Belfast Telegraph

UK Website Of The Year

Home Life Features

Successful women who know mum is not word for them

When Conservative MP Andrea Leadsom said being a mother made her better qualified to be the next Prime Minister than childless opponent Theresa May, her leadership bid collapsed. Three women tell Karen Ireland why not having children doesn’t make them second class citizens

Published 14/07/2016

Single life: Pamela Ballantine is perfectly content without children
Single life: Pamela Ballantine is perfectly content without children
Free time: Natasha Sayee
Emma Fitzpatrick

Controversial comments by Andrea Leadsom in the recent Conservative Party leadership contest when she suggested being a mum meant she had a 'greater stake' in the future than her childless political rival Theresa May sparked outrage among many people.

Senior Conservatives comdemned Leadsom's outspoken opinion as 'vile' and 'insulting' while women who aren't mums felt her stinging comments were a judgment too far. After the furore, Leadsom, who is a mother of three, stepped aside with new Prime Minister May taking up residence in 10 Downing Street this week.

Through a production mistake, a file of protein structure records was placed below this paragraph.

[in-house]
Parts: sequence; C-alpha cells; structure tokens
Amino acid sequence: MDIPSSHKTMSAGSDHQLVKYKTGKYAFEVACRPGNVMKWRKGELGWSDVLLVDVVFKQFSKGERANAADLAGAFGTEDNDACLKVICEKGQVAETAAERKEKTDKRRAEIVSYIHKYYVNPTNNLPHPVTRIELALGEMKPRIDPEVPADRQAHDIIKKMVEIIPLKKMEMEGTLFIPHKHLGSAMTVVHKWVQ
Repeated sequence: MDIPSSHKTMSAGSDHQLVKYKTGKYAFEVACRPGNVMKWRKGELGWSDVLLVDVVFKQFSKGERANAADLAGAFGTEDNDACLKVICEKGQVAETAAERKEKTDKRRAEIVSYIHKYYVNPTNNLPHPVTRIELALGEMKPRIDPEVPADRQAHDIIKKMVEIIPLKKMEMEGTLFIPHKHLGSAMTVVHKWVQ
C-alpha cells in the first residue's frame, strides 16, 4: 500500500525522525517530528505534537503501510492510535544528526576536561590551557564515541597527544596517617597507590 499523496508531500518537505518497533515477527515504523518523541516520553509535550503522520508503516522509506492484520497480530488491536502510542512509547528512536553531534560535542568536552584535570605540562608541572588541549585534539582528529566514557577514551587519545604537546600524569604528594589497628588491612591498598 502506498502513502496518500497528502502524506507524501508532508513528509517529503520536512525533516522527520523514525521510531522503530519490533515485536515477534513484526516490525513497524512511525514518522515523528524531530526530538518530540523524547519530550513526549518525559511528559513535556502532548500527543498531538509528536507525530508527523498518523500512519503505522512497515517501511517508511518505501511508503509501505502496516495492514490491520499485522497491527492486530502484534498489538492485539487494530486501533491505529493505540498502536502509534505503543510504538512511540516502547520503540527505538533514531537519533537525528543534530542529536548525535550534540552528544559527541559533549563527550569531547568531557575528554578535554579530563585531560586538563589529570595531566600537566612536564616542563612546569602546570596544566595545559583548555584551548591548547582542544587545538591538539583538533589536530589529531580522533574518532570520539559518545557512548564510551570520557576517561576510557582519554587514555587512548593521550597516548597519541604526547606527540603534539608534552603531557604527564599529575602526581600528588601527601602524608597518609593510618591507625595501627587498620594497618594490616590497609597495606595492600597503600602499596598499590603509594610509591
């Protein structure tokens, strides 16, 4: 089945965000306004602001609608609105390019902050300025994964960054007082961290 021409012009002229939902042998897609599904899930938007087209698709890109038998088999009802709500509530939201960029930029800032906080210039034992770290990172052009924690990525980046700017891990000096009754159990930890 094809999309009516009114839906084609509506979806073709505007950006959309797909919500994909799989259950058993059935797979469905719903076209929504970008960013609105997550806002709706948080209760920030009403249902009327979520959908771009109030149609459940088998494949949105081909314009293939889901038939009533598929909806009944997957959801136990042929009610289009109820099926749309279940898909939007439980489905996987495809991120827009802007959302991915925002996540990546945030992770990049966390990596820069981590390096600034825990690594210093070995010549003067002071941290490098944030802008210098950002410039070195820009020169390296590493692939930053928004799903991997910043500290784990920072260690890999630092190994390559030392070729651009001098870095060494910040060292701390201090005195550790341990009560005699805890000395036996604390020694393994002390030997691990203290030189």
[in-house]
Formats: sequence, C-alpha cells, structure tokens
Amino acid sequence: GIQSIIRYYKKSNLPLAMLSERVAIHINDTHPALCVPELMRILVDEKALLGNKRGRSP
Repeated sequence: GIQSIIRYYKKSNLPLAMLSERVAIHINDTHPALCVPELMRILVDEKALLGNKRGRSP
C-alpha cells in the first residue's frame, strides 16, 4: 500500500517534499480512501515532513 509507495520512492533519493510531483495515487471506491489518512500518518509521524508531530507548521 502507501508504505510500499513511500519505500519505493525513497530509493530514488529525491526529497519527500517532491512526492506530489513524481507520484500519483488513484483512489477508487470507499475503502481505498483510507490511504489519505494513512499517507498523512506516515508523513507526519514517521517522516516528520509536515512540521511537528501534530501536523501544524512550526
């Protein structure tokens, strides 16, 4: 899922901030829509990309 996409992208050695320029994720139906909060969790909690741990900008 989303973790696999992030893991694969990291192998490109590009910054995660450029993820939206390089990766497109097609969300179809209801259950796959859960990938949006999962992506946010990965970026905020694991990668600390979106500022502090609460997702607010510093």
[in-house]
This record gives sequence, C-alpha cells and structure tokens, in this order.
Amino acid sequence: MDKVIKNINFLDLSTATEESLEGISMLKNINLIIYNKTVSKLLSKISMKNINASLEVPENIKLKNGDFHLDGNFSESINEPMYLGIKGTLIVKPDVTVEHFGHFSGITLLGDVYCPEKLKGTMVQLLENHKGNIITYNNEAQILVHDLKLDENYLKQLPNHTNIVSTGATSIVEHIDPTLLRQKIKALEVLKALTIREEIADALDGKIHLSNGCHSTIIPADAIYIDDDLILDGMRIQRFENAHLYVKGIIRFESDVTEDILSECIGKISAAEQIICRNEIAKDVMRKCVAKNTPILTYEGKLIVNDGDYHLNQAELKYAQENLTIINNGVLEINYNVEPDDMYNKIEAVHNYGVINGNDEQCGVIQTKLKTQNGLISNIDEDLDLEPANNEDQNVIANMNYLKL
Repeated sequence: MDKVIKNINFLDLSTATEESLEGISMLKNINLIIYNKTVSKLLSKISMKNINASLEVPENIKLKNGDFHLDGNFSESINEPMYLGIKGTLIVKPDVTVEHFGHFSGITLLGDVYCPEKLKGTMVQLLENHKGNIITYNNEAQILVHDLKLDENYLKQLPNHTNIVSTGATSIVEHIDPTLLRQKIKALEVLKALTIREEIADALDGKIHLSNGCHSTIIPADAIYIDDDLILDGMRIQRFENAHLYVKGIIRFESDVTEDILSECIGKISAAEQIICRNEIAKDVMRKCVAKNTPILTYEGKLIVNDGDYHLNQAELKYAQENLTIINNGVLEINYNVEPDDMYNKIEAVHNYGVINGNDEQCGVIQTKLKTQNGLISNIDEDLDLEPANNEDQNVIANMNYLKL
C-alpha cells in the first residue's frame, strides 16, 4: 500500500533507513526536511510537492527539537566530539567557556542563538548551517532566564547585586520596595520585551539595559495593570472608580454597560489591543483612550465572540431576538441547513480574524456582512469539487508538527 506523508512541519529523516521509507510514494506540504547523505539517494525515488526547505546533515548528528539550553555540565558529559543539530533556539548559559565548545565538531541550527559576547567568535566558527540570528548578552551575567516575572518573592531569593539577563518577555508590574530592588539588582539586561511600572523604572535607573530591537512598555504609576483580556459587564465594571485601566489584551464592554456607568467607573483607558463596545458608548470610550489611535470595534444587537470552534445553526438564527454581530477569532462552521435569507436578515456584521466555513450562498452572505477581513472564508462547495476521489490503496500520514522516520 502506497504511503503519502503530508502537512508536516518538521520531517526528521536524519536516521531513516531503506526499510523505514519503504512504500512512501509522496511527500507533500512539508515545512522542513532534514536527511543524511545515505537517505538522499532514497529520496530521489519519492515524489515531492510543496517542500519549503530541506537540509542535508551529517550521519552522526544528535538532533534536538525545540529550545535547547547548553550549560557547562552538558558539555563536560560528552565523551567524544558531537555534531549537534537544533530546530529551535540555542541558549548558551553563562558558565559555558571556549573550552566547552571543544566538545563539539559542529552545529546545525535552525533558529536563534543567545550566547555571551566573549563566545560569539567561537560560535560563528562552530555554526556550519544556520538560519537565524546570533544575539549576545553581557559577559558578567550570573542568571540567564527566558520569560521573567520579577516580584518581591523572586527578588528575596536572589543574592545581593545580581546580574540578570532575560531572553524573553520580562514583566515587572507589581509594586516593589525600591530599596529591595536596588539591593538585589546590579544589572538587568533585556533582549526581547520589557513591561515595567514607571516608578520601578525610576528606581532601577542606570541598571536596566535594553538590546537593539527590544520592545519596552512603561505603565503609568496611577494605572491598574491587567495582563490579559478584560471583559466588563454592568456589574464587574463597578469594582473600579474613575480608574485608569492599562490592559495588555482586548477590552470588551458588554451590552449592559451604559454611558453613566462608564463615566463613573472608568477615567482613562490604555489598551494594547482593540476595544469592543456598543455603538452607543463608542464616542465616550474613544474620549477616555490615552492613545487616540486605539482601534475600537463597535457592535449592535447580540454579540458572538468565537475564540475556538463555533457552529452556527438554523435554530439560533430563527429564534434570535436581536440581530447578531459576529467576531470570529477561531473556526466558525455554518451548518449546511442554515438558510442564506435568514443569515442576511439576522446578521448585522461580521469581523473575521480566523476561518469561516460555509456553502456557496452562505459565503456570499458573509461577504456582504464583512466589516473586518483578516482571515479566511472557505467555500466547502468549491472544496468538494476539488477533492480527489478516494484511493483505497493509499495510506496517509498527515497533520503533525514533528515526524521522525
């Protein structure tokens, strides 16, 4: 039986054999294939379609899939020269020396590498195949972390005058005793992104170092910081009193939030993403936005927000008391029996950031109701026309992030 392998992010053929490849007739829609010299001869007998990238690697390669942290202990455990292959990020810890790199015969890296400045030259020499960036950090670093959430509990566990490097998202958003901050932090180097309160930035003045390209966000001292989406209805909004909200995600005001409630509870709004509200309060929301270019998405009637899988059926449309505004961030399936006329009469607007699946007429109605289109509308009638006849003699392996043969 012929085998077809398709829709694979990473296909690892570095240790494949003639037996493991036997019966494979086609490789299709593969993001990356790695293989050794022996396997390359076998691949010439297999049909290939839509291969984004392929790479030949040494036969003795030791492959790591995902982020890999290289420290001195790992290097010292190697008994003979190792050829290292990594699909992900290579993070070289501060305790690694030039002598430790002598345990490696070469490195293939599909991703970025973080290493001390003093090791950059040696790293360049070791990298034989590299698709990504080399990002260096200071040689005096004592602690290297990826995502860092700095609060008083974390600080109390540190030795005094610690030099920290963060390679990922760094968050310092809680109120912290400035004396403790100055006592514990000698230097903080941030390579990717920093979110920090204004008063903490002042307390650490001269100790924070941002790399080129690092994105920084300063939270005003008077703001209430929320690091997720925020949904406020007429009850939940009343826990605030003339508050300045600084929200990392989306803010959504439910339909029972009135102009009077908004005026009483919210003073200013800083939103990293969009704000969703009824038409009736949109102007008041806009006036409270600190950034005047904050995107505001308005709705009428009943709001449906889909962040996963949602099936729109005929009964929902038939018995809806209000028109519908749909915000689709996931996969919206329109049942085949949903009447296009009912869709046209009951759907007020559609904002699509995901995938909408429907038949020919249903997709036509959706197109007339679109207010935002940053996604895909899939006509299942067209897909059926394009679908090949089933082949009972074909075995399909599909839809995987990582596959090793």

We talk to three women who reveal how they feel about not being a parent.

Pamela Ballantine (57) is one of UTV's most recognisable faces. She has her own chat show UTV Life as well as working on UTV continuity and presenting on U105. She lives on her own in Belfast. She says:

This week I am covering for Frank Mitchell's show on U105, doing the weather on UTV and working on continuity at the weekend.

How and when would I ever fit children into that pattern? I am out socialising or working most nights, so I can't even have a cat or a dog with my lifestyle - never mind children.

Joking aside, I never wanted children. Even when I was married years ago it was never on my radar.

While I don't have a maternal bone in my body I have never felt as though I was missing out because I'm not a mum.

I don't think being a parent or not being a parent makes you any better at a particular job.

It is the person you are which determines how well you do your job. And I like to give 100% to everything I do.